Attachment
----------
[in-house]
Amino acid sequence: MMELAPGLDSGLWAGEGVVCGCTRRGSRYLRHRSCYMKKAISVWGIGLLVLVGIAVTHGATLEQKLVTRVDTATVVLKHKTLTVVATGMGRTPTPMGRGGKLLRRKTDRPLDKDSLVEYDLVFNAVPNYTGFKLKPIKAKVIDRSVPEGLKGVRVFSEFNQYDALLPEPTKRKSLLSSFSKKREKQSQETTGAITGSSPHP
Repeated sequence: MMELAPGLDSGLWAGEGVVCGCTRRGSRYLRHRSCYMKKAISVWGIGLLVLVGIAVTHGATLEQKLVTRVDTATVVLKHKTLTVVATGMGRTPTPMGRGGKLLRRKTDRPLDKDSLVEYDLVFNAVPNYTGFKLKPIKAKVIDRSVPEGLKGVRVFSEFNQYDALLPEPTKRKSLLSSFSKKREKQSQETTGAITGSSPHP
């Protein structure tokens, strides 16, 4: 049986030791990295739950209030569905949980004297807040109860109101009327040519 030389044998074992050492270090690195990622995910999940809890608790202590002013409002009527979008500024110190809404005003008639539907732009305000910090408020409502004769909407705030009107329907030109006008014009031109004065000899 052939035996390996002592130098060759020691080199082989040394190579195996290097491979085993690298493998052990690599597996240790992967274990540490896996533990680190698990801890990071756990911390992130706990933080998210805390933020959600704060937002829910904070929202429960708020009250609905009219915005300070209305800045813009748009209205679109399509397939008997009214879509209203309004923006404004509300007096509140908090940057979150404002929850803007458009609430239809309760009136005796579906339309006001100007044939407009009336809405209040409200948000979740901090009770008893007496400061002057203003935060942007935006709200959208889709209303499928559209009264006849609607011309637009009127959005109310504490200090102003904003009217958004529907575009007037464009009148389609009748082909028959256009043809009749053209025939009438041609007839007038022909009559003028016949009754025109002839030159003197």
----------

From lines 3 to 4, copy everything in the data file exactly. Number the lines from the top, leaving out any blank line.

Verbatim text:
Repeated sequence: MMELAPGLDSGLWAGEGVVCGCTRRGSRYLRHRSCYMKKAISVWGIGLLVLVGIAVTHGATLEQKLVTRVDTATVVLKHKTLTVVATGMGRTPTPMGRGGKLLRRKTDRPLDKDSLVEYDLVFNAVPNYTGFKLKPIKAKVIDRSVPEGLKGVRVFSEFNQYDALLPEPTKRKSLLSSFSKKREKQSQETTGAITGSSPHP
């Protein structure tokens, strides 16, 4: 049986030791990295739950209030569905949980004297807040109860109101009327040519 030389044998074992050492270090690195990622995910999940809890608790202590002013409002009527979008500024110190809404005003008639539907732009305000910090408020409502004769909407705030009107329907030109006008014009031109004065000899 052939035996390996002592130098060759020691080199082989040394190579195996290097491979085993690298493998052990690599597996240790992967274990540490896996533990680190698990801890990071756990911390992130706990933080998210805390933020959600704060937002829910904070929202429960708020009250609905009219915005300070209305800045813009748009209205679109399509397939008997009214879509209203309004923006404004509300007096509140908090940057979150404002929850803007458009609430239809309760009136005796579906339309006001100007044939407009009336809405209040409200948000979740901090009770008893007496400061002057203003935060942007935006709200959208889709209303499928559209009264006849609607011309637009009127959005109310504490200090102003904003009217958004529907575009007037464009009148389609009748082909028959256009043809009749053209025939009438041609007839007038022909009559003028016949009754025109002839030159003197």